The remaining function of the United Nations is to act as a world legislative body. Sometimes the General Assembly legislates by negotiating conventions that are then applied by all its members, ratified, and transformed into national law. The best examples are the conventions on various aspects of terrorism, all of which were in place before the terrorist attacks of September 11, 2001. Their implementation received an enormous boost from the worldwide consensus that much more needed to be done after those attacks.

This analysis reflects the European Union's view of the United Nations. So the question arises: Does the European Union have this view of the United Nations because it is too weak to do anything else, too weak to impose its own views on others? That, of course, is the thesis advanced by the American analyst Robert Kagan, who has argued that Europeans are from Venus, while Americans are from Mars.

Let us try to look at the question from the point of view of American interests and assume two things: first, that foreign policy is only about America's interests and nobody else's; and second, that if the world were more like the United States it would be a better place. What that means is that U.S. values need to be propagated around the world and U.S. interests need to be defended.

So what are U.S. values? Most people would give you the same list: democracy, the rule of law, and a market economy. I will take them in reverse order. A market economy does not mean a totally free market. After the financial scandals of the last couple of years, Americans do not have to be told that markets need to be regulated. It is also obviously true that the interdependent world economy contributes enormously to prosperity in the United States. Just as the U.S. market needs regulations, so does the world economy. And that can only be achieved multilaterally, because economic rules cannot be imposed unilaterally even by a country as strong as the United States.

The weight of the U.S. economy counts, but there is no way around the multilateral system. That is the conclusion that everyone has reached over recent decades and it is why, during the past half century, the United States and the European Union have led in the creation of global multilateral rules for the global market economy. Because the global economy needs multilateral rules and the United States needs the global economy, the United States therefore needs a multilateral system.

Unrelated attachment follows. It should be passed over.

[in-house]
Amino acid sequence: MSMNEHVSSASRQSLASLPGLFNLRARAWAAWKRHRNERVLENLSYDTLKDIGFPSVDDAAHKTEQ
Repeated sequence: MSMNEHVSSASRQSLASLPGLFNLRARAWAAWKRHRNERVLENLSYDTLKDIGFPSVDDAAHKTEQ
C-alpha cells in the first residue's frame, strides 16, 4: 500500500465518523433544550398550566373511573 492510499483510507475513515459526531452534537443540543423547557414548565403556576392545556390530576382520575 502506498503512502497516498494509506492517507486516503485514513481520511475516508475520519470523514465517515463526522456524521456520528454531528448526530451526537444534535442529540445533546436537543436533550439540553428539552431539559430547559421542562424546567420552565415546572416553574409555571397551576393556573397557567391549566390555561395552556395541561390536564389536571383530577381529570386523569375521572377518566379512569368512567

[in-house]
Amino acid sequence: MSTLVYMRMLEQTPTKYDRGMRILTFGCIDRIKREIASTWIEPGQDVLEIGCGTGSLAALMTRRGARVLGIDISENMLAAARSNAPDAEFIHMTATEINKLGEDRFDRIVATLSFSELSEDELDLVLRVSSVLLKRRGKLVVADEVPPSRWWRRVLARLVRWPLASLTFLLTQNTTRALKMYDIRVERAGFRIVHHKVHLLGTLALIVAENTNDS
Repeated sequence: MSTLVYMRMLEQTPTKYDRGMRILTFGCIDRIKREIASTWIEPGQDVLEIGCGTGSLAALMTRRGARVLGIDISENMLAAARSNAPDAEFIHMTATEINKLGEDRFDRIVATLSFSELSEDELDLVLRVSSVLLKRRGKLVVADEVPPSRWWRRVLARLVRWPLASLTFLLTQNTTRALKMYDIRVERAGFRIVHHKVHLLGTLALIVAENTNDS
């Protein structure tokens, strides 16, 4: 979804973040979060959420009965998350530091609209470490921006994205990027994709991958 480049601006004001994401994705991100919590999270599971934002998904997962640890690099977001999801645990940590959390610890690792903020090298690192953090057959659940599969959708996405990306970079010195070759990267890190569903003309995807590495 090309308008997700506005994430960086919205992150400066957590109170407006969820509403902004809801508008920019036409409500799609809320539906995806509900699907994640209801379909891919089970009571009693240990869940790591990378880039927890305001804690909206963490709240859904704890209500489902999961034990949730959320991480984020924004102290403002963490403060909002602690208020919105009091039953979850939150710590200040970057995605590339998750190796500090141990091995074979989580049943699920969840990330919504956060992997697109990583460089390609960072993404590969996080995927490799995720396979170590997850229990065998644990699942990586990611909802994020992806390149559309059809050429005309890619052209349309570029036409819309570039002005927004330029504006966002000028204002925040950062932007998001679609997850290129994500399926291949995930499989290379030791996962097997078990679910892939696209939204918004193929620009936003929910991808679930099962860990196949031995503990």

Of course, if others are to respect the rules, so must the United States. I think that is a much better reason for complying with WTO rules than any threat from any other trading partner around the world. This brings us to the question of the rule of law. Individual freedom, which is so important for Americans, is in fact constrained by collective rules of behavior, which we call the legal system. U.S. citizens rejected long ago the law of the jungle. They also rejected the taking of justice into one's own hands. Self-defense is acceptable, but vigilante justice has been rejected.

Similarly, international law seems to me to be the collective restraint which countries accept on their freedom of national action, to which we voluntarily subscribe. And that rule of law is not just about economic relations between countries. There has not been much international law regulating the relations between individual citizens with each other. The International Criminal Court is in a sense the first big example of that. But there are a lot of international rules about relations between governments and their citizens. That is basically the Human Rights codex and everything related with it.

I would suggest that the United States should be able to see the international codex of Human Rights as the international expression of the same ideas as the U.S. Bill of Rights. The United States should see the codex as representing the worldwide export of particular U.S. values shaping the rest of the world in the image of the United States. If the rights under the U.S. Constitution are good enough for U.S. citizens, then they should be good for all world citizens, and the promotion of these rights is in the national interest of the United States, as is a multilateral system.

But the legitimacy of these rules is often questioned. We do not have a world government, let alone a world democratic government. So how legitimate are these rules which the world community has set up?

That brings me to the nature of democracy. One can say that there is democracy when a government is elected by the voters. Well, there were elections in the Soviet Union on a regular basis, but that certainly was not democracy. What about the rule of majority? We often think of that as the other element of democracy. Under the U.S. electoral system, however, the President is not necessarily chosen by the majority of all citizens, or the majority of all registered voters, and sometimes not even by the majority of all votes cast.

In my view, you have democracy when it is impossible for a minority to impose its views systematically on the majority. One way of ensuring that is to take decisions by consensus. That is the basis of the UN system, which underlies all the Human Rights Conventions that are worked out by consensus. To refuse to accept them is, therefore, to refuse to accept the views of the vast majority. To try to undermine them is to try to impose a minority view on the world community.